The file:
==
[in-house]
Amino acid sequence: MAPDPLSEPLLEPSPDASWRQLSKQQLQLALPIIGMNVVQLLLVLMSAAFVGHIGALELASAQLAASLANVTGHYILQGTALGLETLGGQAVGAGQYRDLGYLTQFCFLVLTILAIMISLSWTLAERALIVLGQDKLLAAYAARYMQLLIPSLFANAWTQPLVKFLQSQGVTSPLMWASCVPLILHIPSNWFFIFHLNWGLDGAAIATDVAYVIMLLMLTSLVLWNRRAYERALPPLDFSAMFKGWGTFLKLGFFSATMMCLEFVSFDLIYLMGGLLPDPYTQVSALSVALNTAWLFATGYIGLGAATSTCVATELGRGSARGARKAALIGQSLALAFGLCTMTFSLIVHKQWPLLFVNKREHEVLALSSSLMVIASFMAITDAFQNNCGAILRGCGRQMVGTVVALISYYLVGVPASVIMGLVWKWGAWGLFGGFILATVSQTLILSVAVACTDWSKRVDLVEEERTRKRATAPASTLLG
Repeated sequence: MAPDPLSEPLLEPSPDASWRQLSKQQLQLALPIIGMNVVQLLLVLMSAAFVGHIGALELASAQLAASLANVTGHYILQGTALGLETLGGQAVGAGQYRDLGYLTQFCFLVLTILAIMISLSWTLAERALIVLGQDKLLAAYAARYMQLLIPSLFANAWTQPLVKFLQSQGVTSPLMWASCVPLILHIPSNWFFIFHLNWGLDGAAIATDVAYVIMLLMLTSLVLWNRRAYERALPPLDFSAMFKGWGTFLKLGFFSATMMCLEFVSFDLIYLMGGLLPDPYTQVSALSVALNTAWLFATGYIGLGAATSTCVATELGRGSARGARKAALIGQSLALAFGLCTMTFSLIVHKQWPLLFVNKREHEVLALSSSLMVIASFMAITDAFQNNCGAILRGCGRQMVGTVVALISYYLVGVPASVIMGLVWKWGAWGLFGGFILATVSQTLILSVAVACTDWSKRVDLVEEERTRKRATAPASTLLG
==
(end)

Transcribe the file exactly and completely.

[in-house]
Amino acid sequence: MAPDPLSEPLLEPSPDASWRQLSKQQLQLALPIIGMNVVQLLLVLMSAAFVGHIGALELASAQLAASLANVTGHYILQGTALGLETLGGQAVGAGQYRDLGYLTQFCFLVLTILAIMISLSWTLAERALIVLGQDKLLAAYAARYMQLLIPSLFANAWTQPLVKFLQSQGVTSPLMWASCVPLILHIPSNWFFIFHLNWGLDGAAIATDVAYVIMLLMLTSLVLWNRRAYERALPPLDFSAMFKGWGTFLKLGFFSATMMCLEFVSFDLIYLMGGLLPDPYTQVSALSVALNTAWLFATGYIGLGAATSTCVATELGRGSARGARKAALIGQSLALAFGLCTMTFSLIVHKQWPLLFVNKREHEVLALSSSLMVIASFMAITDAFQNNCGAILRGCGRQMVGTVVALISYYLVGVPASVIMGLVWKWGAWGLFGGFILATVSQTLILSVAVACTDWSKRVDLVEEERTRKRATAPASTLLG
Repeated sequence: MAPDPLSEPLLEPSPDASWRQLSKQQLQLALPIIGMNVVQLLLVLMSAAFVGHIGALELASAQLAASLANVTGHYILQGTALGLETLGGQAVGAGQYRDLGYLTQFCFLVLTILAIMISLSWTLAERALIVLGQDKLLAAYAARYMQLLIPSLFANAWTQPLVKFLQSQGVTSPLMWASCVPLILHIPSNWFFIFHLNWGLDGAAIATDVAYVIMLLMLTSLVLWNRRAYERALPPLDFSAMFKGWGTFLKLGFFSATMMCLEFVSFDLIYLMGGLLPDPYTQVSALSVALNTAWLFATGYIGLGAATSTCVATELGRGSARGARKAALIGQSLALAFGLCTMTFSLIVHKQWPLLFVNKREHEVLALSSSLMVIASFMAITDAFQNNCGAILRGCGRQMVGTVVALISYYLVGVPASVIMGLVWKWGAWGLFGGFILATVSQTLILSVAVACTDWSKRVDLVEEERTRKRATAPASTLLG